Eleven-year-old Kimberly Chang and her mother emigrate from Hong Kong to New York with visions of the Statue of Liberty and Times Square. Instead, they wind up living in a condemned apartment with roaches and rats. Her mother works in a sweatshop, with Kimberly having to help her after school just so the work given to her mother could get done.
Although the semi-autobiographical novel is told from Kimberly’s point of view, I found myself identifying strongly with her mother. “Ma” was a music teacher in Hong Kong in a school where her husband was the school principal. They lived a life that was considered to be a good one but Kimberly’s father died when she was three-years-old.
When I was pregnant with Tyler, my husband and I had the whole world. We were both working, had a large savings, and were debt-free. There were no money worries when we were preparing for Tyler’s birth. My being laid off while I was on maternity leave turned into an unexpected opportunity as I accepted a position in 2007 that paid a lot more than my previous one.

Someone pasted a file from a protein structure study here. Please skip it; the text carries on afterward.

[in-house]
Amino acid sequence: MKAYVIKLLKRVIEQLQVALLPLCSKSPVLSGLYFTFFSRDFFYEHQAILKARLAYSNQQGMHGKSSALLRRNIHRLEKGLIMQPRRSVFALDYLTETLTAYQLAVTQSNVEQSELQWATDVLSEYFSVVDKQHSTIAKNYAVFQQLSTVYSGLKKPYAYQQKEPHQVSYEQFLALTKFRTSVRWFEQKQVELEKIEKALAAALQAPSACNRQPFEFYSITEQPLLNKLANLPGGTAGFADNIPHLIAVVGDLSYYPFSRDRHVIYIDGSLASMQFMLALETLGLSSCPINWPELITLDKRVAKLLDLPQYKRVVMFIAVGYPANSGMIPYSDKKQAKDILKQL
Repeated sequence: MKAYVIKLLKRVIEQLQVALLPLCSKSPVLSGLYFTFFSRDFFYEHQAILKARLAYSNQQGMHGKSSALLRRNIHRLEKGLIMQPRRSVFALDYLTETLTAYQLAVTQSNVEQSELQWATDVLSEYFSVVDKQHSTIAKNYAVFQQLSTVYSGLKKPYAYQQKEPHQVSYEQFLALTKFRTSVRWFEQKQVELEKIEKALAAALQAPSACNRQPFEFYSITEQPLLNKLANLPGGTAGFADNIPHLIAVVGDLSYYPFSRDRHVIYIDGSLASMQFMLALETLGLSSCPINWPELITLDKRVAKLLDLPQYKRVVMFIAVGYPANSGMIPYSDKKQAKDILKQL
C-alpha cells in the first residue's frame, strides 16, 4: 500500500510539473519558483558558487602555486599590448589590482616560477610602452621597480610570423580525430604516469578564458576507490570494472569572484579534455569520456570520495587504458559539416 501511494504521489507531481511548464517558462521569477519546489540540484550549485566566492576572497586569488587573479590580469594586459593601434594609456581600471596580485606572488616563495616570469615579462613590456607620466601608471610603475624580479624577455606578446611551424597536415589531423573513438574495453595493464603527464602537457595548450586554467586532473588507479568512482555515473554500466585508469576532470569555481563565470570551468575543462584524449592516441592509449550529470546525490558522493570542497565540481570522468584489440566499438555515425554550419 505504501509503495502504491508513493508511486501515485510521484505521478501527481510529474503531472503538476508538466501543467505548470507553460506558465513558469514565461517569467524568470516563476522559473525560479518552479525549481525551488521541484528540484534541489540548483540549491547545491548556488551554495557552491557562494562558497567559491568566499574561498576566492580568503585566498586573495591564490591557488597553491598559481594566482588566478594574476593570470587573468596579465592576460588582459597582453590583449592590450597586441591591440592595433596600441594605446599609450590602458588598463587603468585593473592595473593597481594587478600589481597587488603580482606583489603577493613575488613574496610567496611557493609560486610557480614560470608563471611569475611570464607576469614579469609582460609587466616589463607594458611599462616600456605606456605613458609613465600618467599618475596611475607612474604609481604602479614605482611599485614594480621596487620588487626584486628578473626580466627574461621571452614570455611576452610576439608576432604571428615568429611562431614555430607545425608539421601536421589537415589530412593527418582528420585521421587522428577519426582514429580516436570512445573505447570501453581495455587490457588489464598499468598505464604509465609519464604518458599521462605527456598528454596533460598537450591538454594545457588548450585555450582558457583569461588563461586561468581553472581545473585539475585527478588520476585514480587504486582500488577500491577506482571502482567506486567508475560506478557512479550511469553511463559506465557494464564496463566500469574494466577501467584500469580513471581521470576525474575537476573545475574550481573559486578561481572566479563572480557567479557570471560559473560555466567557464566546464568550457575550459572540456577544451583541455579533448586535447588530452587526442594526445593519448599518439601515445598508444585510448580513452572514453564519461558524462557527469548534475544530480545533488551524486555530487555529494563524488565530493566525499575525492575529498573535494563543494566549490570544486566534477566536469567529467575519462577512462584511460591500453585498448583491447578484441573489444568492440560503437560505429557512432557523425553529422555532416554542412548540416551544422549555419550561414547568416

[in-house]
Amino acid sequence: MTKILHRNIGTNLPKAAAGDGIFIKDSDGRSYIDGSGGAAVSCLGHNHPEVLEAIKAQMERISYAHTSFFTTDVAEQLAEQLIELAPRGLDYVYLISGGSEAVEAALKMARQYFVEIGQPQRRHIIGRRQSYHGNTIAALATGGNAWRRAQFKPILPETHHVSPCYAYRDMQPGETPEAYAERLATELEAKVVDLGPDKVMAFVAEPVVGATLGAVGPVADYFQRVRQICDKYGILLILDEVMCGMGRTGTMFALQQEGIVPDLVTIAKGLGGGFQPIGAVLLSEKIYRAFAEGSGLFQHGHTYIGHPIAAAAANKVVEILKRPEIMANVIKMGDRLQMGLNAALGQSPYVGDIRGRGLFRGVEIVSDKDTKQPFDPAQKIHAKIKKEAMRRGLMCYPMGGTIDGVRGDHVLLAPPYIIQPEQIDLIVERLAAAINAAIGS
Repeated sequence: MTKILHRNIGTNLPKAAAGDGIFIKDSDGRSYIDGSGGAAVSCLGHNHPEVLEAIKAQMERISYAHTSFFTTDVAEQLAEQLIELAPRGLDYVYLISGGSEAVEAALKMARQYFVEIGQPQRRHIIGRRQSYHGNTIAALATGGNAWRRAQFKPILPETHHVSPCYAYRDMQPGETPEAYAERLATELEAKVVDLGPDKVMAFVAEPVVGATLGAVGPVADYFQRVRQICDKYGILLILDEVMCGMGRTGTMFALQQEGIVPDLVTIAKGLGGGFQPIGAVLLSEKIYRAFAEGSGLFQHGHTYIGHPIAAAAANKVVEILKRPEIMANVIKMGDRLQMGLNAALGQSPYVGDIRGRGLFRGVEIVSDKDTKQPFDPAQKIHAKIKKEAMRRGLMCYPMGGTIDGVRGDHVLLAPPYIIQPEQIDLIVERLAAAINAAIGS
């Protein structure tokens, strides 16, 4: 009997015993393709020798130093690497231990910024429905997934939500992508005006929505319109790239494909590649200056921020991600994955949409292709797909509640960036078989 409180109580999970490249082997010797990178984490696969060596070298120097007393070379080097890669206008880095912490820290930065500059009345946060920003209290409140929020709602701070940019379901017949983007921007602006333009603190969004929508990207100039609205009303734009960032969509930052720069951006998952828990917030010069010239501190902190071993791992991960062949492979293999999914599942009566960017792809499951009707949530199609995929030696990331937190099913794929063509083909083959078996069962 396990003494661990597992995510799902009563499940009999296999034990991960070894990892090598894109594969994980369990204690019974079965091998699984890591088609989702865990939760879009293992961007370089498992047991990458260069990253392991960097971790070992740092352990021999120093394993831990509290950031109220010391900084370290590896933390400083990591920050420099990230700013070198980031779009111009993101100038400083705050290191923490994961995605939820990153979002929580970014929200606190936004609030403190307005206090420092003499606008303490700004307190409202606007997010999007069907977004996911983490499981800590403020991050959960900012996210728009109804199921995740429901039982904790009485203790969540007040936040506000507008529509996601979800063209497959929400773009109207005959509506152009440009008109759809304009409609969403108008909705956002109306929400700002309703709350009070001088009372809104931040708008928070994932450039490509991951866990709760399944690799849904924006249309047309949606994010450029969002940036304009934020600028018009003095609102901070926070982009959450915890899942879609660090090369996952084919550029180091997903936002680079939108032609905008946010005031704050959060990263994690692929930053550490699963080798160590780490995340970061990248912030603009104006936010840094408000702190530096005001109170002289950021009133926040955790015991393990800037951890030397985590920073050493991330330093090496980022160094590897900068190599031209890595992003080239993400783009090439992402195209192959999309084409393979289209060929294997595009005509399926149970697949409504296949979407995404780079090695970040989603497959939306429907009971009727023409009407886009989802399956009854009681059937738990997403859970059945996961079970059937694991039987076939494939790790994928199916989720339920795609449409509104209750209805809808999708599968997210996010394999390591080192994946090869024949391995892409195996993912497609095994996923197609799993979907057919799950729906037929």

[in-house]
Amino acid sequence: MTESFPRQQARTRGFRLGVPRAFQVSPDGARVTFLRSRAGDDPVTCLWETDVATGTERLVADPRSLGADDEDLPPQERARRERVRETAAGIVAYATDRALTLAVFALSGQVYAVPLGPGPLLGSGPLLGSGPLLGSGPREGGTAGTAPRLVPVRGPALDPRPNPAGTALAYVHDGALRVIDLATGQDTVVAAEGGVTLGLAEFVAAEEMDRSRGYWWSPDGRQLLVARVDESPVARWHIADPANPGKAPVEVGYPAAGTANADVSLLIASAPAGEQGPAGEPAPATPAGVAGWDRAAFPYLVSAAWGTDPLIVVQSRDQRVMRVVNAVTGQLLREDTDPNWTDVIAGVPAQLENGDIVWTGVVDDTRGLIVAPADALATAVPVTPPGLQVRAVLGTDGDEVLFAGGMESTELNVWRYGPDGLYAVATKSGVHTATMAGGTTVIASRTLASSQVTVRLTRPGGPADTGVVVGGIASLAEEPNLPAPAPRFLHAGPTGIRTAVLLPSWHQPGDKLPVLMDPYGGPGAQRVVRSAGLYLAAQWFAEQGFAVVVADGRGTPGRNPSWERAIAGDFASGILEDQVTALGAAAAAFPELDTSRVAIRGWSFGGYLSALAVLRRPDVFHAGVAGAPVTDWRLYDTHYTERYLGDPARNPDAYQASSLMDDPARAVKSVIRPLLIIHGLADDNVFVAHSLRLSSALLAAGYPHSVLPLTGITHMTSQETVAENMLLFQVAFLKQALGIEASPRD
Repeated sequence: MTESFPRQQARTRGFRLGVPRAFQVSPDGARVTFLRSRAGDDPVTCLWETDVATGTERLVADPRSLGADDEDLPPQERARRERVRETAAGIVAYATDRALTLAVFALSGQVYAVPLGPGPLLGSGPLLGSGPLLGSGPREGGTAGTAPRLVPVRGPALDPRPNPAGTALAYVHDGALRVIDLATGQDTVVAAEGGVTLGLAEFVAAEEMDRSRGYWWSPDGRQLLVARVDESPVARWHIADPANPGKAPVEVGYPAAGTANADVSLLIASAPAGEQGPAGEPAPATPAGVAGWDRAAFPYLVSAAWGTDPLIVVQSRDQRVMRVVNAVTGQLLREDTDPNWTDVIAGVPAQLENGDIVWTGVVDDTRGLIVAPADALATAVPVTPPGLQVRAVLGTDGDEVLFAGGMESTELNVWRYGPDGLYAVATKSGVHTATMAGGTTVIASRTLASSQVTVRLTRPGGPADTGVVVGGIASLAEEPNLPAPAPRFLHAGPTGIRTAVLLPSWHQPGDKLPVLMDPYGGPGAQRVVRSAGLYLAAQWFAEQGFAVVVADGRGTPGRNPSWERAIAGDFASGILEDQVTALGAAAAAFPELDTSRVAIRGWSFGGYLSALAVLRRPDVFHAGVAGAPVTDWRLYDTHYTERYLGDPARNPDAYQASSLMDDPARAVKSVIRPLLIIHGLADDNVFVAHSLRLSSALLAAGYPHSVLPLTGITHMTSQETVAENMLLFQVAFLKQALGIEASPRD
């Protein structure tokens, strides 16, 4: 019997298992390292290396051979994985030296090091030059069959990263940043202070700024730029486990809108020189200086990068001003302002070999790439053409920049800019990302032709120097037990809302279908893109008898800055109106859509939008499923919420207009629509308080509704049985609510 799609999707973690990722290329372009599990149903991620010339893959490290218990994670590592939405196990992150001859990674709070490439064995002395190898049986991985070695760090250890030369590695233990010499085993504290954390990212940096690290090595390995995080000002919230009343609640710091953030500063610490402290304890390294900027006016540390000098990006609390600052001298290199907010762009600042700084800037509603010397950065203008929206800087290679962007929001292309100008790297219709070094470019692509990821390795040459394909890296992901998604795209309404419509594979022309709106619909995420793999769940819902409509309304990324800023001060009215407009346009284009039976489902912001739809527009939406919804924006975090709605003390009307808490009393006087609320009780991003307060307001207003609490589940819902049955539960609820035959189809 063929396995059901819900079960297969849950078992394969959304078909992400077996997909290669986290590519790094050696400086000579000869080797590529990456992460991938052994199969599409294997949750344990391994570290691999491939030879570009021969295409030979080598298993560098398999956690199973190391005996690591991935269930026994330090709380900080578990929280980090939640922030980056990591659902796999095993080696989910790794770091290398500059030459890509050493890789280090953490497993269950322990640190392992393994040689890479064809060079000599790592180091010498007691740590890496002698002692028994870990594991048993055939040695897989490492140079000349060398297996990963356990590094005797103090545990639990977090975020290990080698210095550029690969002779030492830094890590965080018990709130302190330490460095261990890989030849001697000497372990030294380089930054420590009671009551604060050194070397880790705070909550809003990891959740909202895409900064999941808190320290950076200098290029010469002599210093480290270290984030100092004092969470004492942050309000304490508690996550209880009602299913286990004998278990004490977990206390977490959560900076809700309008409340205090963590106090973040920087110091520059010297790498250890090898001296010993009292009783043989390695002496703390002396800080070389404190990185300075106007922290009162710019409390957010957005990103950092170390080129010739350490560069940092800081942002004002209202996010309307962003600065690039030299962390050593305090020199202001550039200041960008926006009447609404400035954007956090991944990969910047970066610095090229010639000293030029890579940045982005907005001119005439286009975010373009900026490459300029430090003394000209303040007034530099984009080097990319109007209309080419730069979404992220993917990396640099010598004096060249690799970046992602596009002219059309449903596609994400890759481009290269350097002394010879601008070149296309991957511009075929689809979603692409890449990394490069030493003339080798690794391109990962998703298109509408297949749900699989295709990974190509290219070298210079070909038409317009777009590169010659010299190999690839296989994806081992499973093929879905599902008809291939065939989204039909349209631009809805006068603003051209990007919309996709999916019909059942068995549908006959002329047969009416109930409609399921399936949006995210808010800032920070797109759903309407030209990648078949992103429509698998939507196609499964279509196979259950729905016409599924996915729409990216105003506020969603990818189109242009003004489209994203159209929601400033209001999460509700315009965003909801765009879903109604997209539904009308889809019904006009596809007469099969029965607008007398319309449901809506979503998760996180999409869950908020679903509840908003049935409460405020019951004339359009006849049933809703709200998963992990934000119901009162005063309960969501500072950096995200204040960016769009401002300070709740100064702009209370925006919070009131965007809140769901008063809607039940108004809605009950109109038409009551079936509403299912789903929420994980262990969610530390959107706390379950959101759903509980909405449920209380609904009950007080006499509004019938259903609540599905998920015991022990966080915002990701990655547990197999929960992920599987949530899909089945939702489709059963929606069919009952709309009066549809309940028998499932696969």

I had been chronically ill with Rheumatoid Arthritis since 2003 but was able to work, even though there were some difficult times. But in 2008 when I was diagnosed with Lupus, working just became too much for me and I had to quit.
Like “Ma”, my dreams and desires for my son are still there of course, but a lot more unreachable. My worries about money are ever-present and the financial assistance I expected to provide for my son for college is now unimaginable.
As with Kimberly there will be a lot of pressure on Tyler to do as well as he can. A lot will fall on him for him to make his way in life.
And I, like “Ma” will keep going as best as I can, and hoping that my best will be enough for my child to succeed.